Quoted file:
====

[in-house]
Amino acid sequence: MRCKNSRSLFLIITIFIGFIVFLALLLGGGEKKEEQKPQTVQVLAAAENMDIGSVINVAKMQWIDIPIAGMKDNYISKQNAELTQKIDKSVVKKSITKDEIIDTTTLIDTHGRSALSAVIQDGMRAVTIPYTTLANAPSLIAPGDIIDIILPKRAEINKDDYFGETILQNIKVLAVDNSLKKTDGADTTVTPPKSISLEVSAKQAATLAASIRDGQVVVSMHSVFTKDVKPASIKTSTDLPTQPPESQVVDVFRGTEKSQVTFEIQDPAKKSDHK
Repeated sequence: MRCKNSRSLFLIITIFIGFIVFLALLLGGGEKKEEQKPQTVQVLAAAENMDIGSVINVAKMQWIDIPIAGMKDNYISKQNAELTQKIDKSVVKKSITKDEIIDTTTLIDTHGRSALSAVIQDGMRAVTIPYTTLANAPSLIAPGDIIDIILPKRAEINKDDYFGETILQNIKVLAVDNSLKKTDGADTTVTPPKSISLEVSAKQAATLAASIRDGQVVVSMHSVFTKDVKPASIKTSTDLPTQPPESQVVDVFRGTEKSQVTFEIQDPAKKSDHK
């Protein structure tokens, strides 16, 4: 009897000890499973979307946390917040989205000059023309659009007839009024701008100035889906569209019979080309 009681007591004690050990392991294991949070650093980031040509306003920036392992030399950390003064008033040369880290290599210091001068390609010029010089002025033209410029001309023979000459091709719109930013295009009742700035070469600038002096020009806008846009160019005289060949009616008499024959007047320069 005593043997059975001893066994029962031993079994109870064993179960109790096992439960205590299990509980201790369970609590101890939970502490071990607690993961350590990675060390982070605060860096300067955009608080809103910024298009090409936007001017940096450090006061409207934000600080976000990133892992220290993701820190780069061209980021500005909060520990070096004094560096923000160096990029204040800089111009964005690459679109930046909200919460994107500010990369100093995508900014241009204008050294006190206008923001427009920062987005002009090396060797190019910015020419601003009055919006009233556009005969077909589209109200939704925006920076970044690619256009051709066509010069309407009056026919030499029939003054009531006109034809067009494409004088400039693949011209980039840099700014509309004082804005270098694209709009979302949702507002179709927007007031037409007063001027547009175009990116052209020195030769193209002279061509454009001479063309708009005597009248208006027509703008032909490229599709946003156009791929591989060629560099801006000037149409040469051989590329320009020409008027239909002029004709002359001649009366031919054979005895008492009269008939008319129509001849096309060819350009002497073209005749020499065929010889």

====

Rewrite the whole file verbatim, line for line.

[in-house]
Amino acid sequence: MRCKNSRSLFLIITIFIGFIVFLALLLGGGEKKEEQKPQTVQVLAAAENMDIGSVINVAKMQWIDIPIAGMKDNYISKQNAELTQKIDKSVVKKSITKDEIIDTTTLIDTHGRSALSAVIQDGMRAVTIPYTTLANAPSLIAPGDIIDIILPKRAEINKDDYFGETILQNIKVLAVDNSLKKTDGADTTVTPPKSISLEVSAKQAATLAASIRDGQVVVSMHSVFTKDVKPASIKTSTDLPTQPPESQVVDVFRGTEKSQVTFEIQDPAKKSDHK
Repeated sequence: MRCKNSRSLFLIITIFIGFIVFLALLLGGGEKKEEQKPQTVQVLAAAENMDIGSVINVAKMQWIDIPIAGMKDNYISKQNAELTQKIDKSVVKKSITKDEIIDTTTLIDTHGRSALSAVIQDGMRAVTIPYTTLANAPSLIAPGDIIDIILPKRAEINKDDYFGETILQNIKVLAVDNSLKKTDGADTTVTPPKSISLEVSAKQAATLAASIRDGQVVVSMHSVFTKDVKPASIKTSTDLPTQPPESQVVDVFRGTEKSQVTFEIQDPAKKSDHK
């Protein structure tokens, strides 16, 4: 009897000890499973979307946390917040989205000059023309659009007839009024701008100035889906569209019979080309 009681007591004690050990392991294991949070650093980031040509306003920036392992030399950390003064008033040369880290290599210091001068390609010029010089002025033209410029001309023979000459091709719109930013295009009742700035070469600038002096020009806008846009160019005289060949009616008499024959007047320069 005593043997059975001893066994029962031993079994109870064993179960109790096992439960205590299990509980201790369970609590101890939970502490071990607690993961350590990675060390982070605060860096300067955009608080809103910024298009090409936007001017940096450090006061409207934000600080976000990133892992220290993701820190780069061209980021500005909060520990070096004094560096923000160096990029204040800089111009964005690459679109930046909200919460994107500010990369100093995508900014241009204008050294006190206008923001427009920062987005002009090396060797190019910015020419601003009055919006009233556009005969077909589209109200939704925006920076970044690619256009051709066509010069309407009056026919030499029939003054009531006109034809067009494409004088400039693949011209980039840099700014509309004082804005270098694209709009979302949702507002179709927007007031037409007063001027547009175009990116052209020195030769193209002279061509454009001479063309708009005597009248208006027509703008032909490229599709946003156009791929591989060629560099801006000037149409040469051989590329320009020409008027239909002029004709002359001649009366031919054979005895008492009269008939008319129509001849096309060819350009002497073209005749020499065929010889």